The State of the NFC North

Dennis Towle Jr.@Dennis Towle, Jr. ‏@DTowleJrContributor IOctober 26, 2009

MINNEAPOLIS - OCTOBER 05:  Quarterback Brett Favre #4 of the Minnesota Vikings lines up during the Monday Night Football game against the Green Bay Packers on October 5, 2009 at Hubert H. Humphrey Metrodome in Minneapolis, Minnesota.  (Photo by Jamie Squire/Getty Images)

It’s nearly the halfway point of the season, and it’s getting easier to see where the chips are falling in 2009. Let’s take a look at where the roughest division in football is.

Let’s start with the Chicago Bears.

I remember reading an article on this very site suggesting that this was the year of the Bear. All of the Bear fans jumped on board the bus and screamed that this was the team that was so much better than the 1985 Bears and would take them all to the promise land… and then the regular season started. Beat by Green Bay in game one. A win over the Steelers by a field goal, a win over the Seahawks by 2 field goals, and then doubling up the Detroit Lions at home. All right, I got one foot on the bandwagon.

After their bye week, a touchdown loss on the road at the Atlanta Falcons, and then this week, a huge blowout loss to the Cincinnati Bengals. And, as if 45 to 10 weren’t bad enough, one of their castoffs, Cedric Benson, ran for 189 yards against their vaunted defense.

So the Bears are now at 3 and 3, and the Super Bowl talk has simmered down just a tad… but give them another win, and the boasting will begin anew – after all, it IS the Windy City.

Next, the Detroit Lions.

Well, they didn’t lose this week – that’s good. Of course, they didn’t play this week either, but who’s quibbling over little things like that?

So far, I like what I see from the revamped and retooled Lions. 

When you sit back and look at what they had last year as compared to what they have this year, you can start to see the changes. A defense that can keep you in games, and an offense that is beginning to stabilize. Unfortunately, they still have horrible special teams, and they are beginning to get the nick-outs, you know, those nicked-up key position players that don’t see the field for extended periods of time. Nick-outs happen to all the bad teams, and there’s been no cure to date.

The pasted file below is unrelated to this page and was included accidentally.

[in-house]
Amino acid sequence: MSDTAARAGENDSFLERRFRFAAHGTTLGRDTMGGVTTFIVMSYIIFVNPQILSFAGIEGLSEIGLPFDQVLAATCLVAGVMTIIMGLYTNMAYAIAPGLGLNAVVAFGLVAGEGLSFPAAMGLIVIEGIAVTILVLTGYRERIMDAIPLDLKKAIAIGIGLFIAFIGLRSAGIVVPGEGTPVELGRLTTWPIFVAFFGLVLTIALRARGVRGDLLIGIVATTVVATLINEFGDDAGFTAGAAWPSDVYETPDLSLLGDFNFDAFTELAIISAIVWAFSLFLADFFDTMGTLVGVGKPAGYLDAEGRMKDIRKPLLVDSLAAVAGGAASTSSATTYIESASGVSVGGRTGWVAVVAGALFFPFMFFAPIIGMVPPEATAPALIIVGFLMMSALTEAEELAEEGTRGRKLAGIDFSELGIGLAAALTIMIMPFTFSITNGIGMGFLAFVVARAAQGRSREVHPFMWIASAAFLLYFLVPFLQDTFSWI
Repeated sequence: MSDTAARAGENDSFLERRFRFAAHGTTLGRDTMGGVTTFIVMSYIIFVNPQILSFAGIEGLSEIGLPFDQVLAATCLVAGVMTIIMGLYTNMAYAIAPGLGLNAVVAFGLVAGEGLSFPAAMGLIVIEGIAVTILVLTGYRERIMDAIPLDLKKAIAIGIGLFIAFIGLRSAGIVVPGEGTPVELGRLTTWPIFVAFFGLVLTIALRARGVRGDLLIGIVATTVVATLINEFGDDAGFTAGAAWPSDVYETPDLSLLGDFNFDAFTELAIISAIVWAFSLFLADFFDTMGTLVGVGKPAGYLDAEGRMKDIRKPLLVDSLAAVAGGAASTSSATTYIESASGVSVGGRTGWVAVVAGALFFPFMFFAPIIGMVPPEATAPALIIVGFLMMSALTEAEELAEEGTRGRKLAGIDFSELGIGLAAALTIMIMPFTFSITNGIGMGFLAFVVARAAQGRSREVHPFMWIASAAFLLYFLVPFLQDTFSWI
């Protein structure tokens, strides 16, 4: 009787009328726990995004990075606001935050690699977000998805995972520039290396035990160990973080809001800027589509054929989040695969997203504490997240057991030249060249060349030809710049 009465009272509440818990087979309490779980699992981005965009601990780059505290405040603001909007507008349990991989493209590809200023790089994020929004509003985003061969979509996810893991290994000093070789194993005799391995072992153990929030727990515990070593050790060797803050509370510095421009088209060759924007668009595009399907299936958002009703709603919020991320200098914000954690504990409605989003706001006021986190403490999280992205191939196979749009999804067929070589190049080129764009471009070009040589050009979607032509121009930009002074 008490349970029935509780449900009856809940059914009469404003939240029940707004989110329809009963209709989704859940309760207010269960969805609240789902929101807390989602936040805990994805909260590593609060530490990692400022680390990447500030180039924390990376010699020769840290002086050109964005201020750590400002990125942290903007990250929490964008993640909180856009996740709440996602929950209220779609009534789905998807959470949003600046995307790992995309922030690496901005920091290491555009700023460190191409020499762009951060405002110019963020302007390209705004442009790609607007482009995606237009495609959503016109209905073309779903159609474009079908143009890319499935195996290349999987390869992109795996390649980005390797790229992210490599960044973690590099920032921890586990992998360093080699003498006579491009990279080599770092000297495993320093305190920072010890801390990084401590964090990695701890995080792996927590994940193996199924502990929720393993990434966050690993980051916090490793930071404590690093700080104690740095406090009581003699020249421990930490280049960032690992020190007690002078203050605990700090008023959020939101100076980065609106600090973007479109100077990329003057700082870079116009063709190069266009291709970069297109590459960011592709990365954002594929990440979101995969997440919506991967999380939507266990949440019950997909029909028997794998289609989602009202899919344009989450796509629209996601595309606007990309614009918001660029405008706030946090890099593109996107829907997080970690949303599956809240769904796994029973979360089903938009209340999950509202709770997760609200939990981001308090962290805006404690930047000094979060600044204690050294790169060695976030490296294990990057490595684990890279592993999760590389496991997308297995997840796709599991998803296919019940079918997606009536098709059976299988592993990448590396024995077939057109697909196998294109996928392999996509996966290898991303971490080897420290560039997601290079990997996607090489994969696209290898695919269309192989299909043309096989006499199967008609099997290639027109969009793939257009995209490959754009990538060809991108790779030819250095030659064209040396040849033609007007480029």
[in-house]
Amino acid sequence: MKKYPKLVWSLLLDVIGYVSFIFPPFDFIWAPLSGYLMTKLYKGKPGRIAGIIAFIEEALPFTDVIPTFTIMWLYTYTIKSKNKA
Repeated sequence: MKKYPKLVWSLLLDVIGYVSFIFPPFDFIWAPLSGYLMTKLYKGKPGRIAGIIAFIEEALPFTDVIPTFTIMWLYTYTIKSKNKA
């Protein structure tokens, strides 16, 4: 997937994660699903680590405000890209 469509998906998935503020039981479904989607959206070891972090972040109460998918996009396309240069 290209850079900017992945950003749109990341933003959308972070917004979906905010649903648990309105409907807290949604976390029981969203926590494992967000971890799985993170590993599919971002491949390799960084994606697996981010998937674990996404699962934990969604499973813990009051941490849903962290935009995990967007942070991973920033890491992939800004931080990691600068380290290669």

Still, I can see them possibly getting two more wins over the Rams and the Browns. But the scheduling gods did them no favors this year, so they face a plethora of good teams, and unfortunately, they will be on the wrong side of the road at season’s end.

Onto the Green Bay Packers.

The year has been a yo-yo of sorts. You start with the longest rivalry in the history of the NFL, a home win over the Chicago Bears via a game winning drive in the final minutes. Then, you lose by a touchdown at home to the resurgent Cincinnati Bengals. You follow that with a 19-point road win at St. Louis. Finally, a touchdown loss on the road to the Favre-lead Minnesota Vikings.

After the bye week, the Pack stays at home and shuts out the Lions 26 to 0, followed by a drubbing of Cleveland on the road, 31 to 3.

Along the way there have been huge questions brought up with little bitty answers. What’s with all of the penalties. Will Aaron Rodgers finish the season because of all the sacks he’s been receiving? Who the heck is running the special teams? Stay tuned for these and many more answers all through the season.

Finally, the Minnesota Vikings led by Hall of Famer Brett Favre.

You start with double touchdown wins over Cleveland and lowly Detroit. Follow that up at home with a 3-point victory over San Francisco and a touchdown victory over Green Bay. Then a 28-point victory at St. Louis, and a 2-point victory at home against the Ravens. Despite 334 yards from Brett, the first Viking loss of the year to the Pittsburgh Steelers.

Up next: Round 2 of the Favre vs. Thompson debacle at Green Bay’s Lambeau Field.

Yes, a win is a win is a win, but, that being said, Minnesota has shown holes and vulnerabilities. Aaron Rodgers and company was in the Vikings red zone three times and came away with nothing because of self-inflicted problems, not because of the Viking defense. Overcome those problems, and that game is a blowout – in Green Bay’s favor!

Same thing with the Pittsburgh game, but it was the Steelers capitalizing on the Minnesota errors. So, is there cracks in the armor of the Vikings? We shall see next week when those same Vikings invade Lambeau Field.

Accordingly, the Vikings are 6 and 1, the Packers are 4 and 2, the Bears are 3 and 3, and the Lions are 1 and 5. This is shaking out just as most pundits did NOT predict. Of course, these so-called experts don’t come from the Midwest, they come from the right or the left coast. They have a tendency to gravitate to right or left coast teams. Meanwhile, we in the heart of America will battle on, confident in our division - The NFC North, but better known as the The Black and Blue Division.